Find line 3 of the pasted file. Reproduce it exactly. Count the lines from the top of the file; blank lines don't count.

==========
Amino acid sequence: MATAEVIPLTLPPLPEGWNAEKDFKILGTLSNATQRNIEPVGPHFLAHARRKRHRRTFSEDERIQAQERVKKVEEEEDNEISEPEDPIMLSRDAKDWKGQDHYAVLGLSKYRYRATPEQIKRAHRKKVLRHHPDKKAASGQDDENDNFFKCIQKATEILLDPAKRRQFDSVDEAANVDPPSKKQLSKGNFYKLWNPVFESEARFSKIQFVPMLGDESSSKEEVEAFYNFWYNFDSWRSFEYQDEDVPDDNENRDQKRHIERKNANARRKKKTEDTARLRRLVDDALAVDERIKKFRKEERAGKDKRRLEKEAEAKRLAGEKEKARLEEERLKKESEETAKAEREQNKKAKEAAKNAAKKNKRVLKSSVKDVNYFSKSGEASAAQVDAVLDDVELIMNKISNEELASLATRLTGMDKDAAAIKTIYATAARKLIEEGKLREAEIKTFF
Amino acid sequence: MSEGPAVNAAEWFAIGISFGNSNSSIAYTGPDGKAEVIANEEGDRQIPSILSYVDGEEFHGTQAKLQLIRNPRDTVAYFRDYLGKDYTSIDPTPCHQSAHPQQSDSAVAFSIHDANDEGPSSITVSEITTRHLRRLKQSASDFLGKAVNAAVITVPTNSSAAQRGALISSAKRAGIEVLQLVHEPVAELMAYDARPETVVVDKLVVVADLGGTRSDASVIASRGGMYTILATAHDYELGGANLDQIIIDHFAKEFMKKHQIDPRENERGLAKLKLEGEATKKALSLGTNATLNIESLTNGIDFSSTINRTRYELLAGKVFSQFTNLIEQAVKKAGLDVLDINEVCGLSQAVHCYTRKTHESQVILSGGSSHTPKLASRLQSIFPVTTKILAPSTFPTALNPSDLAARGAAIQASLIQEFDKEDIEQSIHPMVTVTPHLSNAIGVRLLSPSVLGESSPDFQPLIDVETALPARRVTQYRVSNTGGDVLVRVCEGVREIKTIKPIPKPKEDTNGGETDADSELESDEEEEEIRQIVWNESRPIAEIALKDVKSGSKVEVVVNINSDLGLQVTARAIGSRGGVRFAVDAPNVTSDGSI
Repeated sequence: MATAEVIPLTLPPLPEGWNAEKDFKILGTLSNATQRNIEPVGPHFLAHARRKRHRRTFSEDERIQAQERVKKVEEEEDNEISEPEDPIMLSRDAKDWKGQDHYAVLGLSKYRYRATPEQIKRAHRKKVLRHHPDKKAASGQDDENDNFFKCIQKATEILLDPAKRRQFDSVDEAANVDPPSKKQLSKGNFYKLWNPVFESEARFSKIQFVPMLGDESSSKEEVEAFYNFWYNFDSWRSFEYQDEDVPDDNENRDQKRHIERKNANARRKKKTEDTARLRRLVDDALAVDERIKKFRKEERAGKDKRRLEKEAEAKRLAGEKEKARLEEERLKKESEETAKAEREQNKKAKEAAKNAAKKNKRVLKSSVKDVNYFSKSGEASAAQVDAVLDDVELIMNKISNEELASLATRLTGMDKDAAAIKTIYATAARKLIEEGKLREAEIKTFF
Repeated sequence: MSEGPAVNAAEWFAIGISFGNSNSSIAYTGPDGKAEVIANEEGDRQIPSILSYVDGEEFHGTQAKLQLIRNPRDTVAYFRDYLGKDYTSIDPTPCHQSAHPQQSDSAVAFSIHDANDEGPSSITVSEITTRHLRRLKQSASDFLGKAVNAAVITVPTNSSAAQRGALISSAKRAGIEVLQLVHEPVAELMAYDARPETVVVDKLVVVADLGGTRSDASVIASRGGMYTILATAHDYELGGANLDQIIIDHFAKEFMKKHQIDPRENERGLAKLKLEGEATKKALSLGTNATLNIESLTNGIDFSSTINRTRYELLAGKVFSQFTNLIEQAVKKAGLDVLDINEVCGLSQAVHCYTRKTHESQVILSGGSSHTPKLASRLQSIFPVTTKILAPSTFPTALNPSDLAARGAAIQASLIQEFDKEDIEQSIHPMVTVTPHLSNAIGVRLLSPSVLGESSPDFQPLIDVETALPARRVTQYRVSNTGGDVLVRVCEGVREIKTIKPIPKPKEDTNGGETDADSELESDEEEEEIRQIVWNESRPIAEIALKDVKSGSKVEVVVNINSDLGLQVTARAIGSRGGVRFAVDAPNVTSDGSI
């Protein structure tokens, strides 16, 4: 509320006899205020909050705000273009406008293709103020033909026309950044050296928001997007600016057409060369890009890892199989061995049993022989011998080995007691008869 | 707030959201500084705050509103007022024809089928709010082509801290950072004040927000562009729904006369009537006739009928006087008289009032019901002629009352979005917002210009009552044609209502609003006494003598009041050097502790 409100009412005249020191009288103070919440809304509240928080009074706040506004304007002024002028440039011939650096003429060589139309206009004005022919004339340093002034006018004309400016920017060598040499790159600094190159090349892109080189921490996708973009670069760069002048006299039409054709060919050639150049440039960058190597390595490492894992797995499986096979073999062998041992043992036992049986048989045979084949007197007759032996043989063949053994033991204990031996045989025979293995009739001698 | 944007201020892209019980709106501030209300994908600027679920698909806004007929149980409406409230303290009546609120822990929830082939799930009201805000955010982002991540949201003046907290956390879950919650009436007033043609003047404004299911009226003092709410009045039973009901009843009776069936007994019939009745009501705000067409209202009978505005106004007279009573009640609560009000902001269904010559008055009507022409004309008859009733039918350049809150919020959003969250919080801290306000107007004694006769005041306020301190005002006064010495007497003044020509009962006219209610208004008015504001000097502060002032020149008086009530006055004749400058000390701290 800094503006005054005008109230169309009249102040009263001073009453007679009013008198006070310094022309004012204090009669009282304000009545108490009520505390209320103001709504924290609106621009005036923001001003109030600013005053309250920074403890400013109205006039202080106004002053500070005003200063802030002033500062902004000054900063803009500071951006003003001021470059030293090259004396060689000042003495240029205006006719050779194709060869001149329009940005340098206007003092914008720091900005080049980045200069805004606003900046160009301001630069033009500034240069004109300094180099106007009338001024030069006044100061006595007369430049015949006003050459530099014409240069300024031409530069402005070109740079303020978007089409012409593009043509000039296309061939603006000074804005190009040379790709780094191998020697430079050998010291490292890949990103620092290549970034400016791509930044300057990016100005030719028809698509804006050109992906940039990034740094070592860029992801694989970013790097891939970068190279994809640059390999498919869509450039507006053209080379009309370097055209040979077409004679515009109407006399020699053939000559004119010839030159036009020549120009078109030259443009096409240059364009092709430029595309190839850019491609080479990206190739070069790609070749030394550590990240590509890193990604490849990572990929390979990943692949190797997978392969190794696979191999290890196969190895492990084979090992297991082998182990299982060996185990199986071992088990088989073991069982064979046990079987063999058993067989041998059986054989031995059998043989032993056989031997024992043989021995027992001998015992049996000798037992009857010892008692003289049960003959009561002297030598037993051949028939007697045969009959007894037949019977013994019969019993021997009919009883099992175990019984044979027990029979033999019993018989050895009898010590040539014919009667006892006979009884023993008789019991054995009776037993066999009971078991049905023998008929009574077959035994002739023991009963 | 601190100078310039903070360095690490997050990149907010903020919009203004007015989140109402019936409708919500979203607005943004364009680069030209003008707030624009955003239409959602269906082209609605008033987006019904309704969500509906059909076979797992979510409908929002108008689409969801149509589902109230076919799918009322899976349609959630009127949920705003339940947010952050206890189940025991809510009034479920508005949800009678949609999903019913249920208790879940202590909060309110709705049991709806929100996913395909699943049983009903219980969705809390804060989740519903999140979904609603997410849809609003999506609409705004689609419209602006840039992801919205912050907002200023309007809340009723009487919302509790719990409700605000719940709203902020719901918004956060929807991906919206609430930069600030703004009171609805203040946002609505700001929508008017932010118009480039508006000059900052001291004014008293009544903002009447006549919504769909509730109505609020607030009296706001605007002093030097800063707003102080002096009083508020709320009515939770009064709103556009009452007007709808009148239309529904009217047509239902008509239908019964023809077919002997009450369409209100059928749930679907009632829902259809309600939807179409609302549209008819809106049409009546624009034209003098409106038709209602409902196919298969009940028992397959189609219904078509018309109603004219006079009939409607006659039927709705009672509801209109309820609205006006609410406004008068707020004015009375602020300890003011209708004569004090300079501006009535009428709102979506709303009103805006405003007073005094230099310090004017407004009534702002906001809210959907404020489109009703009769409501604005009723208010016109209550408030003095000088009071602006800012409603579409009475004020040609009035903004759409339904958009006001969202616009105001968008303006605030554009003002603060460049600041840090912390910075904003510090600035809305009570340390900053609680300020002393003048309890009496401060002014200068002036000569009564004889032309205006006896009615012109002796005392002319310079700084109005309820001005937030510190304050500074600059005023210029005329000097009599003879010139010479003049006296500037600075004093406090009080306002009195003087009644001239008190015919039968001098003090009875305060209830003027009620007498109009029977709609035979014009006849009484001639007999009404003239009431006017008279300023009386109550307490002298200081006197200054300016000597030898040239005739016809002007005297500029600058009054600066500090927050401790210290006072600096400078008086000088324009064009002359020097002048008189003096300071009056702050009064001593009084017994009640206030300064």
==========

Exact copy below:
Repeated sequence: MATAEVIPLTLPPLPEGWNAEKDFKILGTLSNATQRNIEPVGPHFLAHARRKRHRRTFSEDERIQAQERVKKVEEEEDNEISEPEDPIMLSRDAKDWKGQDHYAVLGLSKYRYRATPEQIKRAHRKKVLRHHPDKKAASGQDDENDNFFKCIQKATEILLDPAKRRQFDSVDEAANVDPPSKKQLSKGNFYKLWNPVFESEARFSKIQFVPMLGDESSSKEEVEAFYNFWYNFDSWRSFEYQDEDVPDDNENRDQKRHIERKNANARRKKKTEDTARLRRLVDDALAVDERIKKFRKEERAGKDKRRLEKEAEAKRLAGEKEKARLEEERLKKESEETAKAEREQNKKAKEAAKNAAKKNKRVLKSSVKDVNYFSKSGEASAAQVDAVLDDVELIMNKISNEELASLATRLTGMDKDAAAIKTIYATAARKLIEEGKLREAEIKTFF